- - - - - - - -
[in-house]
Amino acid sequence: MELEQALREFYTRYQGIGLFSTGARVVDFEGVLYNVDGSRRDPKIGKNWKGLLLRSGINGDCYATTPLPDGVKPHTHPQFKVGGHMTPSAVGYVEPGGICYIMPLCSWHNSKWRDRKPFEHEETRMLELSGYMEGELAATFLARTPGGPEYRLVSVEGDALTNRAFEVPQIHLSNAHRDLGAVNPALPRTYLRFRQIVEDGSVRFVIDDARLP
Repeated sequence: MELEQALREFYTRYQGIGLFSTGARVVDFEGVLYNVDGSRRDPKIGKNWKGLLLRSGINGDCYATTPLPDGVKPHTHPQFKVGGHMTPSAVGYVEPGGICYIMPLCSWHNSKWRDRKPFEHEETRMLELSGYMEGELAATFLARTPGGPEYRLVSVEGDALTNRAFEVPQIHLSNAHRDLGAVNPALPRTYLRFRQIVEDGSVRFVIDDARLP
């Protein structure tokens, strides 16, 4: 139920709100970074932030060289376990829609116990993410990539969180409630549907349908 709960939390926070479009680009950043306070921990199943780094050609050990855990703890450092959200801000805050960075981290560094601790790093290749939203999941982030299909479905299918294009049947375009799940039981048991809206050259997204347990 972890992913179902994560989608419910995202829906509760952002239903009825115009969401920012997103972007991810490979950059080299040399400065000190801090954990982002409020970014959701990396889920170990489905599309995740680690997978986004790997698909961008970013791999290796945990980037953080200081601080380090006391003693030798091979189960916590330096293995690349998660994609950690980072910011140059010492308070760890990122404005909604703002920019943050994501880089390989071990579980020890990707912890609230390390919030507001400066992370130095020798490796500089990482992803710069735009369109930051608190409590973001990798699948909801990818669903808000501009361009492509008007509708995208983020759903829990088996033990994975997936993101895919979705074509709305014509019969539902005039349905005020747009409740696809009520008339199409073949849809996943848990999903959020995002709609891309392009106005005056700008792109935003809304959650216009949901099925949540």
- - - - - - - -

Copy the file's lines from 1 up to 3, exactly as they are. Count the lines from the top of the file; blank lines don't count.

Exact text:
[in-house]
Amino acid sequence: MELEQALREFYTRYQGIGLFSTGARVVDFEGVLYNVDGSRRDPKIGKNWKGLLLRSGINGDCYATTPLPDGVKPHTHPQFKVGGHMTPSAVGYVEPGGICYIMPLCSWHNSKWRDRKPFEHEETRMLELSGYMEGELAATFLARTPGGPEYRLVSVEGDALTNRAFEVPQIHLSNAHRDLGAVNPALPRTYLRFRQIVEDGSVRFVIDDARLP
Repeated sequence: MELEQALREFYTRYQGIGLFSTGARVVDFEGVLYNVDGSRRDPKIGKNWKGLLLRSGINGDCYATTPLPDGVKPHTHPQFKVGGHMTPSAVGYVEPGGICYIMPLCSWHNSKWRDRKPFEHEETRMLELSGYMEGELAATFLARTPGGPEYRLVSVEGDALTNRAFEVPQIHLSNAHRDLGAVNPALPRTYLRFRQIVEDGSVRFVIDDARLP